• Do I have to go through this process every time I debug something? I have to look at the front-end API call, match the route to one of the routes defined in the routes file, and then go from there?
  • Why can't I just assume /users/* maps to a single UserController file and look in that file?

What I wanted was to remove the routes file completely and have:

// File: user-controller.js

app.route("/users/:id")
  .get(() => {
    this.res.send(userService.getUserDetails(req.params));
  })
  .post(() => {
    // POST code
  })
  .put(() => {
    // PUT code
  })
  .delete(() => {
    // DELETE code
  })

Again, you take the app object, define a route, and define the allowed HTTP methods for that route -- all in a single file.

So, how would I solve the syntax issues? How would I solve the debugging issues? Should I rewrite my code to make it work the way I want to? I mean, Express is unopinionated, so I could do that, but why not just create something that makes more sense? Why go with controllers? Why can't we go with resource-based logic? Some frameworks (e.g., Laravel) use resources and they kind of make sense. I had so many questions and in the end I decided to plan out a new framework with my colleague: Drash.

Solution to the problems

Instead of having app.get(), I figured it'd make sense to have a class with HTTP verbs ...

export class MyController {

  public GET() { ... }

  public POST() { ... }

  public PUT() { ... }

  public DELETE() { ... }
}

... and then you'd plug this into your application in some way. I wasn't sure at the time, but I figured it'd look something like:

import { MyController } from "/path/to/my_controller.ts";

const app = new App({
  controllers: [MyController]
})

What about the route definitions? Where do those go? I figured it'd be best to have the controller be in charge of the routes clients can use to target the controller. Like so:

export class MyController {

  public paths = [
    "/my-controller",
    "/my-controller/:some_param"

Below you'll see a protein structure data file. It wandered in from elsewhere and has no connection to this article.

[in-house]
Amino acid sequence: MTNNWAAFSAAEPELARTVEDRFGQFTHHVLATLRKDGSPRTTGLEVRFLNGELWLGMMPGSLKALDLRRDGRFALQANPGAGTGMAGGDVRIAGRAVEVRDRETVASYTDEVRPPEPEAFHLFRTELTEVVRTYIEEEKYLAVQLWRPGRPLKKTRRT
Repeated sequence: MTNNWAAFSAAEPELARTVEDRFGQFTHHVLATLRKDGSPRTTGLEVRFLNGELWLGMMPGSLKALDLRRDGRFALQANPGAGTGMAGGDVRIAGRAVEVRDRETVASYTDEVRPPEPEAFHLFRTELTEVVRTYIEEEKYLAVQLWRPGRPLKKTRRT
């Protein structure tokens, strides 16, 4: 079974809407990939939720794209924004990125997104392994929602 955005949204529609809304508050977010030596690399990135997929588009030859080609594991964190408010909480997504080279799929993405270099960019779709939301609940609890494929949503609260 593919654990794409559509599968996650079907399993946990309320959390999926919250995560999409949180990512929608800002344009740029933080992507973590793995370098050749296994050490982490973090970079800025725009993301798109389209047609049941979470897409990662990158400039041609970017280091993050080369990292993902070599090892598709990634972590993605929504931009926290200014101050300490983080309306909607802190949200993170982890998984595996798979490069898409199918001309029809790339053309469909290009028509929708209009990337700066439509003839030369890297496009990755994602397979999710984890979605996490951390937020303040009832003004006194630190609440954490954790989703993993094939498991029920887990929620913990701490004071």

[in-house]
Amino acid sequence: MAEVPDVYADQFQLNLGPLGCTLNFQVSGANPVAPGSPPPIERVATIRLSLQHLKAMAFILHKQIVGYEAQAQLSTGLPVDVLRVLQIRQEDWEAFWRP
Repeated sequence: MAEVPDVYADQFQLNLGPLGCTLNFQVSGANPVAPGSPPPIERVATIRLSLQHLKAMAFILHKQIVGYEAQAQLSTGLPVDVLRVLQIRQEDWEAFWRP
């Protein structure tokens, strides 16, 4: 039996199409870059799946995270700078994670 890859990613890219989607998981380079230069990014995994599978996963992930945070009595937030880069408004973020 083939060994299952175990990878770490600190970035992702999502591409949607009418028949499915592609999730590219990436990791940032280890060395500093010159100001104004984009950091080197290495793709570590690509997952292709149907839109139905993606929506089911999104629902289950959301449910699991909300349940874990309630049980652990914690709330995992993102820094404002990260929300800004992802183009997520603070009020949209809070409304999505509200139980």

];

  public GET() { ... }

  public POST() { ... }

  public PUT() { ... }

  public DELETE() { ... }
}

With "resources" in the back of my mind and its definition, I figured the controller should just be named a resource. This is how they do it in Tonic (the PHP microframework). Everything in Tonic is a resource. Resources are PHP classes; and resources define their own paths. So now we have something like this:

export class MyResource {

  public paths = [
    "/my-resource",
    "/my-resource/:some_param"
  ];

  public GET() { ... }

  public POST() { ... }

  public PUT() { ... }

  public DELETE() { ... }
}

This looks great! Also, it solves the debugging issue. If I had a front-end that called /my-resource/something, I would already know to go MyResource because the URI should be mapped to a MyResource resource. Same thing goes for a /users API call. /users should map to a UsersResource.

What about the req and res objects? I figured it'd be best to instantiate a resource class and pass in the req and res objects in its constructor. That would give all of the resource class' methods access to the req and res objects without having to pass them in like in Express. This would also mean a BaseResource class would need to be used so that the resource classes that developers define wouldn't require the constructor. So, now we have something like this:

// File: base_resource.ts

export class BaseResource {
  public resource;
  public response;
  constructor(request, response) {
    this.request = request;
    this.response = response;
  }
}
// File: my_resource.ts

import { BaseResource } from "/path/to/base_resource.ts";

export class MyResource extends BaseResource {

  public paths = [
    "/my-resource",
    "/my-resource/:some_param"
  ];

  public GET() {
    this.request.doSomething();
    this.response.doSomething();
  }

  public POST() { ... }

  public PUT() { ... }

  public DELETE() { ... }
}

You might notice the change of the req and res names to request and response. I believe we should be explicit in our code so that newcomers don't question things like variable names.

After a few months of developing around the definition of resources with the syntax being the first thing considered (for a better developer experience), Drash was born. Originally, it was developed with an Express-like syntax, but maintaining that was a nightmare. This was especially true when trying to handle this.request and this.response in chained functions. So, Drash was forced to be different, and I think that's ok because most of its logic is backed by definitions in the MDN.

Hope you enjoyed reading this! I figured it'd be nice to give some insight into Drash.

-- Eric